Last night was a night off from football, but the band had an exhibition show. Can't wait to see them perform the entire show next Friday night!!!
Here's my account of last week's away game:
This past Friday the Doggs, Cheerleaders, coaches, support staff, and the DoggBand loaded up and headed to Duluth for our first official away game. Whitney and I had signed up to be bus chaperones, and it was like going back in time 16 years ago to my first bus chaperone trip when she was in 9th grade. All the hustle and bustle in the band room, inspections, and dismissal. What fun memories!!
What I had forgotten about was the actual school bus ride. I think buses have shrunk in size since those days, and the backs of the seats are higher. This is not good for a person with claustrophobia. In the olden days, I got my very own personal seat that I did not have to share with anyone. Part of this reason was I was also Keeper Of The Medical Bag in years 2, 3, and 4. This year the buses are full to capacity, and I actually had to share my seat. Thankfully, it was with Whitney. Unfortunately, I got on the bus a bit sooner than necessary. No movement, no air flow, I couldn’t see over the seat in front of me, nor the back of my own seat. As one by one the bodies came on board, it felt like the world was closing in on me. I was by the window, so at least I was able to scramble up and hang my head out the window for a bit and get some fresh air. Once we started moving, it was fine… as long as I kept my mind off of the tiny little section space that I was wedged into. The trip took a little longer than expected, because of a detour made necessary by a train stopped on the tracks.
Aside from the claustrophobia, it was great being on the bus with the band kids again! The major difference this time around is that Whitney actually claimed me as her mom, and even sat with me! It seemed really odd not knowing the other chaperones or the kids. I found myself looking for *my* kids, and every now and then I would see someone who reminded me of one of the 2000-2004 group. I love doing the chaperone thing with Whitney, but I sure did miss the old Friday Night Crowd – Nancy and Phil Stephens, Linda and Charles Perry, Karey Russell, Delores Smith, Kitty McCall, Christine Shaheen, Beth Savage, and all the other parents who made it so much fun.
The Doggs looked great on the field, and it was a very exciting game. Back in the day, I was more interested in band stuff than football, but this year the games have been exciting to watch. Here’s to hoping that trend continues, and the Doggs go all the way!
I’d love to say the band looked great on the field. Well, actually, they did look great on the field. We just had to watch from behind. The hosting school, Northview in Duluth, has a policy that doesn’t allow any visitors on their side of the field. I went to every away game from 2000-2001 to 2003-2004, and that has never been an issue. Chaperones, band support folks, parents, and students have always gone across to the hosting side in order to watch BOTH bands perform. We’d clap and holler for our kids, and when they finished playing, we respectfully watched the home team’s band play, and clapped and hollered for them just the same. It’s just what you do. We have seen some awesome bands from other schools, and always support them with our cheers and applause.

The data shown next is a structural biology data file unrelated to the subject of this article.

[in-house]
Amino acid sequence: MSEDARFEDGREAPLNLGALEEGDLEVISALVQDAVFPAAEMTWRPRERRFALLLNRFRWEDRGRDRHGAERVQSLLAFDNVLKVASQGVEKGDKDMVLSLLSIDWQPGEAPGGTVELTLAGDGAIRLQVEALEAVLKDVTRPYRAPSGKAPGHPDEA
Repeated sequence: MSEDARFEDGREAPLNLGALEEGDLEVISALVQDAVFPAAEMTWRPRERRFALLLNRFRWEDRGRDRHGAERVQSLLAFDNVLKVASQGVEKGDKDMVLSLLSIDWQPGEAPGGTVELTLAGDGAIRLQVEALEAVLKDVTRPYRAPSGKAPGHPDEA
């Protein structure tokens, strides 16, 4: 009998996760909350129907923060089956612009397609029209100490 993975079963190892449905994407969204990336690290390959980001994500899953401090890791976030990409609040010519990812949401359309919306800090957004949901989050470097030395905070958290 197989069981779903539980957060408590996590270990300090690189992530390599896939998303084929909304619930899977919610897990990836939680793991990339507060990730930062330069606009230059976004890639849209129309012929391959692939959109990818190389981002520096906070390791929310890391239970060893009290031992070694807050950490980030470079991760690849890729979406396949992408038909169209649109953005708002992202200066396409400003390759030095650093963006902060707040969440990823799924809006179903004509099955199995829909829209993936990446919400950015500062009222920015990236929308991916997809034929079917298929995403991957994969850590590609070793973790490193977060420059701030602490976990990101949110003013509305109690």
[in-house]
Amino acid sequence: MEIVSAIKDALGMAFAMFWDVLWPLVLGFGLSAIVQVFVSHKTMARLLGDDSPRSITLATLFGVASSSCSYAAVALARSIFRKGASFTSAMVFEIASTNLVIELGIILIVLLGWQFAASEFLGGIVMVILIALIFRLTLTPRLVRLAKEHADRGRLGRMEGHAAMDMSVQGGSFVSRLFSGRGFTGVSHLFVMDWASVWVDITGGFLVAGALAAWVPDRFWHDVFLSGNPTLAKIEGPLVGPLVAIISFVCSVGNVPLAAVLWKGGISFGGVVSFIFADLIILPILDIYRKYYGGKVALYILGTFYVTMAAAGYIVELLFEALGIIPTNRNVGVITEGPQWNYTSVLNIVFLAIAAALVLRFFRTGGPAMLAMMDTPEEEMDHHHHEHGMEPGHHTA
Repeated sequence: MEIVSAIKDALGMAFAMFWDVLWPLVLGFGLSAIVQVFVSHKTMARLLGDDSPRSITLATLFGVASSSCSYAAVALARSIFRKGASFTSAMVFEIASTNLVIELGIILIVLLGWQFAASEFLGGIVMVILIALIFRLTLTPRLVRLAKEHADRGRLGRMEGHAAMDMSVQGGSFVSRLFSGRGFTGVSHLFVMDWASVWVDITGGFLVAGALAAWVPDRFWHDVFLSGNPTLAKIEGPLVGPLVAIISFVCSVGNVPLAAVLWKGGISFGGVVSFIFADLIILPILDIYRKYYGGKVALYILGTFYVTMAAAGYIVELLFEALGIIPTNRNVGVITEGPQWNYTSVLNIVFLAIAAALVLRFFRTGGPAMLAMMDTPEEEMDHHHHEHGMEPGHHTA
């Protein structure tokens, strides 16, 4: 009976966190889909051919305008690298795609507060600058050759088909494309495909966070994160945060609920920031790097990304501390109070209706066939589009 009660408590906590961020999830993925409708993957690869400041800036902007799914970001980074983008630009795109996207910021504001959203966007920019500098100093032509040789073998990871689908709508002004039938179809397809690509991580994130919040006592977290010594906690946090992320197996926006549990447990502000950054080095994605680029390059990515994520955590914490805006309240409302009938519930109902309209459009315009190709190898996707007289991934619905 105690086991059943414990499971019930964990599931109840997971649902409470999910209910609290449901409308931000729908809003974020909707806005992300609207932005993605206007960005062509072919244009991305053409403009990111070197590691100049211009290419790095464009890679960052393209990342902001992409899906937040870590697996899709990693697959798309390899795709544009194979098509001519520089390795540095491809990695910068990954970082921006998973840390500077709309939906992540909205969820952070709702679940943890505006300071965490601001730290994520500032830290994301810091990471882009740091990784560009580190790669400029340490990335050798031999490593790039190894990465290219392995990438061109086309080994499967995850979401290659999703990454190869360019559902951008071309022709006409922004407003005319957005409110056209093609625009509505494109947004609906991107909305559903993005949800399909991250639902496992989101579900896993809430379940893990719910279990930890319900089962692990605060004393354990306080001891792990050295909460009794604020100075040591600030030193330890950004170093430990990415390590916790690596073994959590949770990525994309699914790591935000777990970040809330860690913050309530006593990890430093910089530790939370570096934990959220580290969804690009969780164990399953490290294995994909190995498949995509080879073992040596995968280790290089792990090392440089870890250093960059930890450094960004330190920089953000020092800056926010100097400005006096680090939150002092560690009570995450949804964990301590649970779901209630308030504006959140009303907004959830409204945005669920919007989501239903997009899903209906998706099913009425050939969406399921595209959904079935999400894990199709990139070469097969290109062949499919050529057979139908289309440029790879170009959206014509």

We were quite disappointed and upset that we weren’t allowed to go across at Northview. There were resource officers who simply would not let us pass. Not just WBHS, they said, but no visiting teams are ever allowed over there. We tried explaining that this was their first show to march, because of prior halftime shows being canceled due to weather, but no exception was to be made. A few parents went rogue and went the opposite direction and somehow made it across the gator-filled moat and past the fire-breathing dragon, and got into the stands, and were able to shoot a front-on video of the show. It’s on Facebook, if you want to see it.
As a mom, a band chaperone, and Keeper Of The Medical Bag for three years, it was also concerning to me that our kids were on the other side of the world with no adult support. Well, they’re not really kids, and they certainly know how to behave, but you never know when someone might need something, have an accident, or any kind of incident that could require adult supervision. That in itself would seem to merit allowing chaperones/parents into the stands.
Oh well. Here at WBHS, we welcome visiting band supporters into our stands, and show our support to all the visiting bands. Our band kids are taught to appreciate the opposing team’s band, and show them the respect they deserve.
And on that note, if you are in the stands while the visiting band is performing, it would be really great if you would also show them the same supportive cheers and applause that you graciously show to our own fabulous WBHS Marching Bulldogg Band! #HighRoad Go Doggs! Yay Band!!